Published by The Advocacy Committee of the
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Sink Teeth into Stories with ‘Flesh’ (Kearney, NE) , January 20, 2010


“Storytelling for me is putting flesh on the bones of truth,” said Sherry Crow, the assistant professor in teacher education at the University of Nebraska at Kearney.

She has a story she likes to tell about the oral tradition of storytelling: There were two brothers, Truth and Story. Truth is important but very sharp and blunt. And when he yells out, he tends to do it without any clothing because he wants everyone to see him as he is.

His brother, Story, has the same thing to say but he likes to put on fancy clothes when he starts talking. He likes to make sure his audience is comfortable because, he says, nobody wants to listen to the naked Truth.

Crow will dress up in her finest story clothes when she performs as part of the Kearney Storytelling Festival at 1 p.m. and 3 p.m. Saturday at the Museum of Nebraska Art.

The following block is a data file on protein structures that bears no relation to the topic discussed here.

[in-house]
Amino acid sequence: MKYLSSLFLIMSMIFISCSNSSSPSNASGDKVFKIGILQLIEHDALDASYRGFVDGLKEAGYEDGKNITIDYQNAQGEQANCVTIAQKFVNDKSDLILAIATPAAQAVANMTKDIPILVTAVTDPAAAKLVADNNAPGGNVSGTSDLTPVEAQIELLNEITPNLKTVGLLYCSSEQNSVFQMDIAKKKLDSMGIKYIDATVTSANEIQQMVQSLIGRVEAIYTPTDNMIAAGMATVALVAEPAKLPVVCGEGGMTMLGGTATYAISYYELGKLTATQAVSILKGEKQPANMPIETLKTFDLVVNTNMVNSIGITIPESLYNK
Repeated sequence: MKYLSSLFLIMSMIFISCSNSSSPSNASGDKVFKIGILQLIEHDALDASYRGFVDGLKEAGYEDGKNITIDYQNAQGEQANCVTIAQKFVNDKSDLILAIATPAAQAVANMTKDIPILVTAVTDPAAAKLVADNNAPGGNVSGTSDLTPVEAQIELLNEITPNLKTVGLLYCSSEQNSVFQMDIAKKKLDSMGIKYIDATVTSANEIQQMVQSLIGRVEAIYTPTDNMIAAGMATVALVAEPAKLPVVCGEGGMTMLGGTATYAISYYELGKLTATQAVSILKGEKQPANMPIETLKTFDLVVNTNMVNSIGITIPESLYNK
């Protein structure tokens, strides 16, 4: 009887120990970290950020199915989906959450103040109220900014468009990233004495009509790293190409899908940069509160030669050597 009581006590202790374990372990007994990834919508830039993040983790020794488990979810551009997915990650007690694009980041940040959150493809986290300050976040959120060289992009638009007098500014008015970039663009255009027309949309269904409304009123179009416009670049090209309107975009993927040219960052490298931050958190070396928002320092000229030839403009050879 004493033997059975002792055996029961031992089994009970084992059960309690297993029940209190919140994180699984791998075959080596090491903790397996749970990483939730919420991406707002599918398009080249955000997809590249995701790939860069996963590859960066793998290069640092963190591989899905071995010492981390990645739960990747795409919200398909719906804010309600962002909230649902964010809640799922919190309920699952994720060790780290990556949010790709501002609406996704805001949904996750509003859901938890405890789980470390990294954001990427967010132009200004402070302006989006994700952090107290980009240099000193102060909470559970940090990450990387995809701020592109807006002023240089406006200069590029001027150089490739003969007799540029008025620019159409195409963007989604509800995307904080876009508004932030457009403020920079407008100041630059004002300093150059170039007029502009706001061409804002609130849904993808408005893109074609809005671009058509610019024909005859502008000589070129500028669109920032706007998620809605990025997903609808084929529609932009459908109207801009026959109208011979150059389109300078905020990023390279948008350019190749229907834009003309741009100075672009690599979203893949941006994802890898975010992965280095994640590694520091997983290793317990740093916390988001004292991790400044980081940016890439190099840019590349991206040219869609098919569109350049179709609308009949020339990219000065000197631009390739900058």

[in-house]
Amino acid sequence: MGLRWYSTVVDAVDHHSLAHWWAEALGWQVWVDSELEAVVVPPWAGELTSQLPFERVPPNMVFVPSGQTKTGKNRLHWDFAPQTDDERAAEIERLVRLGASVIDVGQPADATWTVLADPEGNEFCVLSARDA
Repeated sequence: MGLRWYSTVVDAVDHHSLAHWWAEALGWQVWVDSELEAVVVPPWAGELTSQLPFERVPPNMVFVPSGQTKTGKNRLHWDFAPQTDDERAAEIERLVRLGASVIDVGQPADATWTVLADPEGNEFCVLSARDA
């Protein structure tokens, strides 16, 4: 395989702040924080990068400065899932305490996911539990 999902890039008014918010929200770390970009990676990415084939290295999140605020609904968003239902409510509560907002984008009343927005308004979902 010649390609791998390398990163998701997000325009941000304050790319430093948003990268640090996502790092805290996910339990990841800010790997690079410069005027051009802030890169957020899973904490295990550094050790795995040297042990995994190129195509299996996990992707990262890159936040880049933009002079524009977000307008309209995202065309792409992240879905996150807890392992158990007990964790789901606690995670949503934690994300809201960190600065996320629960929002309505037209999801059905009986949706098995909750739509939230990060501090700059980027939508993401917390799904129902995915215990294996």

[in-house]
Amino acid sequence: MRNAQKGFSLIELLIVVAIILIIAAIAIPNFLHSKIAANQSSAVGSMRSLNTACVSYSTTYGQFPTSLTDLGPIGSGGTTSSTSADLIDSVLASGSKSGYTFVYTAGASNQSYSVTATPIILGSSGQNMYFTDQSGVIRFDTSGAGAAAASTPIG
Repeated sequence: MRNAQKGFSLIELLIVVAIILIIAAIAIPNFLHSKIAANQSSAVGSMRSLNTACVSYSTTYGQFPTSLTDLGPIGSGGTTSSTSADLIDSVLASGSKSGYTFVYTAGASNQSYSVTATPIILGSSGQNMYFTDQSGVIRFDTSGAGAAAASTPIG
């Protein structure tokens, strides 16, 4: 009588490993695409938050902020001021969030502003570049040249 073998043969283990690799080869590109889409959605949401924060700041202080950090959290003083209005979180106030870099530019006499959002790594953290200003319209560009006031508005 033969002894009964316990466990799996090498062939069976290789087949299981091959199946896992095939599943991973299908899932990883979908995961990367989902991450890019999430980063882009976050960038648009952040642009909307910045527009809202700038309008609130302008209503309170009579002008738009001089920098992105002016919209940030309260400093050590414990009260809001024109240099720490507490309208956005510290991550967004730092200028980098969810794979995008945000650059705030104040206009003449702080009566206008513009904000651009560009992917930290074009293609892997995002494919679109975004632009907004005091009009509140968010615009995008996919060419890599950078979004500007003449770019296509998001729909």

“I grew up with storytelling,” Crow said. “My parents always told me stories, and I remember the ones my grandmother told me, too. She wrote and recited poetry. In the old days, everybody had a story. Telling stories was an intricate part of our family.”

Crow has taken that love of telling stories — and a love of books in general — as a springboard for a career. She is teaching an online class on storytelling at the university.

Subjects Covered: education, storyelling festivals

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